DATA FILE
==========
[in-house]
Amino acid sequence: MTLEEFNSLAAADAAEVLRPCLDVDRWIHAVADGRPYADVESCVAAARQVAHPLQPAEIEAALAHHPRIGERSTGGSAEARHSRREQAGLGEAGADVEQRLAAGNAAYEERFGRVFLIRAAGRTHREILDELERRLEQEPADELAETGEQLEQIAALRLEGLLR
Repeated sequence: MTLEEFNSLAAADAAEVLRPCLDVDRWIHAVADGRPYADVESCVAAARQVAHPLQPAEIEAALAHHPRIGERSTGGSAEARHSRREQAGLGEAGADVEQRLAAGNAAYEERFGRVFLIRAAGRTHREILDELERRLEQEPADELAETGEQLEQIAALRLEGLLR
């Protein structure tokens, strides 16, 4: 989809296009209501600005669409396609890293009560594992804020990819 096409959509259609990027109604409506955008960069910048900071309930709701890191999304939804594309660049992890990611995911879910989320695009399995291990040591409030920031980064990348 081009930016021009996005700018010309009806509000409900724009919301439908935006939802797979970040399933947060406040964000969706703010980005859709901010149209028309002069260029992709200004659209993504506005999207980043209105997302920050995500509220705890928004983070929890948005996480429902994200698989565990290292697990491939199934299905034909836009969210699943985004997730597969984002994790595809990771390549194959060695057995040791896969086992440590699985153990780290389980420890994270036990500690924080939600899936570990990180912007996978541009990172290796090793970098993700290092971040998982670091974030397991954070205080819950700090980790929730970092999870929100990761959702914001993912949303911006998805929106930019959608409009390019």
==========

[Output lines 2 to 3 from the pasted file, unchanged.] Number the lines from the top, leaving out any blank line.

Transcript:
Amino acid sequence: MTLEEFNSLAAADAAEVLRPCLDVDRWIHAVADGRPYADVESCVAAARQVAHPLQPAEIEAALAHHPRIGERSTGGSAEARHSRREQAGLGEAGADVEQRLAAGNAAYEERFGRVFLIRAAGRTHREILDELERRLEQEPADELAETGEQLEQIAALRLEGLLR
Repeated sequence: MTLEEFNSLAAADAAEVLRPCLDVDRWIHAVADGRPYADVESCVAAARQVAHPLQPAEIEAALAHHPRIGERSTGGSAEARHSRREQAGLGEAGADVEQRLAAGNAAYEERFGRVFLIRAAGRTHREILDELERRLEQEPADELAETGEQLEQIAALRLEGLLR